In a Western Conference Final where the Chicago Blackhawks and Anaheim Ducks have each had their moments to shine, where neither squad has been able to keep the other down for long, it would have been almost anticlimactic if we were given anything less than the full seven games. Chicago guaranteed that we’ll get that deciding contest by earning a 5-2 victory tonight.

After losing Game 5 in no small part due to their terrible start, the Blackhawks came out strong tonight. They were initially dominant on the draw and had some great scoring chances, but Anaheim held on to maintain the scoreless tie through 20 minutes.

It wasn’t until midway through the second period that Chicago’s efforts were finally rewarded with Brandon Saad’s breakaway goal. Marian Hossa and Patrick Kane followed that up with a pair of goals, giving Chicago three markers in the span of less than four minutes. Duncan Keith assisted on all of those goals to tie his career-high, per the NHL’s Communications Department.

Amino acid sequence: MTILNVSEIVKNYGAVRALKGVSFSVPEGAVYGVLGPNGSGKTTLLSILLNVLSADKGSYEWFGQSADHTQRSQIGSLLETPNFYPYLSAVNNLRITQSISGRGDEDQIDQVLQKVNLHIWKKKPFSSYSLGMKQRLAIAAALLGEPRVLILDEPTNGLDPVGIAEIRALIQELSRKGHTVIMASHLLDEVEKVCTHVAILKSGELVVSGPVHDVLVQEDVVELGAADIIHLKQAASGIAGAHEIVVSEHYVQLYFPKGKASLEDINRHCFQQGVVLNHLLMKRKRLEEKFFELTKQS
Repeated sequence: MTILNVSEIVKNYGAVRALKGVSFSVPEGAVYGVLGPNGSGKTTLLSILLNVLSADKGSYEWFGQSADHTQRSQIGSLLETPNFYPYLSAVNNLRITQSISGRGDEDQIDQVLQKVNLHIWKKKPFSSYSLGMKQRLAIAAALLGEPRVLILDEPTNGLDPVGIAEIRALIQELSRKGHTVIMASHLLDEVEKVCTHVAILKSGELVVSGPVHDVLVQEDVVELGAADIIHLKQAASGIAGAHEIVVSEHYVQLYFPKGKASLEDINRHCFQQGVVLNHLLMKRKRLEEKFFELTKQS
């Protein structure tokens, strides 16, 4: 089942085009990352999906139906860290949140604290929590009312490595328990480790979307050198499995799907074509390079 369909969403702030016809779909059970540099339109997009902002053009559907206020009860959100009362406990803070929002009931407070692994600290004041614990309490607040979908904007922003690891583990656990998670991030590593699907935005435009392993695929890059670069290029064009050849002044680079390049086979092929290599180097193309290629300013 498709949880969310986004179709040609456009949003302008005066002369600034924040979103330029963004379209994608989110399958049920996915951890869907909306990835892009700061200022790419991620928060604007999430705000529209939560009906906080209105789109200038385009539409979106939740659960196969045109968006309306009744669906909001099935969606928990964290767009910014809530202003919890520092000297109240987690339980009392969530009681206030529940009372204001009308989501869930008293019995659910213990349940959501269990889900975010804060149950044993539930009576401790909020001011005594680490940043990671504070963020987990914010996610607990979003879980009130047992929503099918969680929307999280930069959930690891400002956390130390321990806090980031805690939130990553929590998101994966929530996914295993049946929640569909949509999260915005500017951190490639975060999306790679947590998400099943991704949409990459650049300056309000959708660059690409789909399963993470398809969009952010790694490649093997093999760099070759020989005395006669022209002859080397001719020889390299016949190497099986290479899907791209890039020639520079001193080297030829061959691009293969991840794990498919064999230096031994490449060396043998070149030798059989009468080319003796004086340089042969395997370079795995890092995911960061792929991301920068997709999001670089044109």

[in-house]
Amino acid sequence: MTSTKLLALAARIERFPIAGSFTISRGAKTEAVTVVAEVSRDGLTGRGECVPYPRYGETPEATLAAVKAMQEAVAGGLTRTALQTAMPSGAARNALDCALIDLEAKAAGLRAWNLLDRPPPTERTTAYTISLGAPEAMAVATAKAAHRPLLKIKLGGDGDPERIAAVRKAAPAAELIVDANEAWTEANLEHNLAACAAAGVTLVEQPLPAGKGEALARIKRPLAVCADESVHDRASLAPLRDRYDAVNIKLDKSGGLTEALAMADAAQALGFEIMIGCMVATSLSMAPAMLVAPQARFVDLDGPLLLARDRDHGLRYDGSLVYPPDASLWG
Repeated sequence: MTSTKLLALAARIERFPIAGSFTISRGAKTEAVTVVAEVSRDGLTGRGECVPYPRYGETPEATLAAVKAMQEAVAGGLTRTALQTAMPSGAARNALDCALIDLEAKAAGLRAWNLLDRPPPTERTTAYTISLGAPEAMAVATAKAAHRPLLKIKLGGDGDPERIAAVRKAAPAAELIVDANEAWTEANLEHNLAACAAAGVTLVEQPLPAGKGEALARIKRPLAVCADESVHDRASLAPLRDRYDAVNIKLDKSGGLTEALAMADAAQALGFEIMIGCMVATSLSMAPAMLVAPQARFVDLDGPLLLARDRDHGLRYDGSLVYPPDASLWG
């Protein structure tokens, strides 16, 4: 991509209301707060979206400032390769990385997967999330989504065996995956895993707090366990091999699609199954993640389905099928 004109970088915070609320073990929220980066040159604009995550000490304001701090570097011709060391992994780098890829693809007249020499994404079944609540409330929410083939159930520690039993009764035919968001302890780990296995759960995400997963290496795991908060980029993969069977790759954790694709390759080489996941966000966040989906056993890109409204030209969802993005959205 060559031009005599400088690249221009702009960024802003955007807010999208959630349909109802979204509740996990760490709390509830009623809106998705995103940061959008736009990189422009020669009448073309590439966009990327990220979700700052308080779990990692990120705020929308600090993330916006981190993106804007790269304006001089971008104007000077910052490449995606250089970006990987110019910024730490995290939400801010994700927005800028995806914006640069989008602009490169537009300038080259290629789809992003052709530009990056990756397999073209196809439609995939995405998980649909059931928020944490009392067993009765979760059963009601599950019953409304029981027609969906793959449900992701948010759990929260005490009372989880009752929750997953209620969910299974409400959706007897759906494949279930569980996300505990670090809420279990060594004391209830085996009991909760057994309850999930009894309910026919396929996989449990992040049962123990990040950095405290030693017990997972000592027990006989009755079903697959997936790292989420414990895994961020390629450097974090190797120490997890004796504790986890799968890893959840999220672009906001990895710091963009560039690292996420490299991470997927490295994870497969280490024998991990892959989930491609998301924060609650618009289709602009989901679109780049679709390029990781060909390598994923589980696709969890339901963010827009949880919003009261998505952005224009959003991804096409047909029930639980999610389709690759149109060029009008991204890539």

As both sides should be well aware at this point though, a 3-0 lead isn’t safe. While the final score was ultimately one-sided, Anaheim nearly came back as Patrick Maroon netted a power-play goal at 14:13 of the second period and Clayton Stoner added a controversial marker early in the third period.

The final frame was largely dominated by the Ducks, but the Blackhawks managed to hold on until Andrew Shaw provided them with some much needed insurance.

Shaw also collected an empty netter to bury this game.

That marks the first time Anaheim has lost in regulation since the playoffs began. Chicago needed to go to triple and double overtime to beat them in Games 2 and 4 respectively.

Game 7 will be played in Anaheim on Saturday. For Chicago to win this series, it will have to become the first team to earn back-to-back victories in the 2015 Western Conference Final.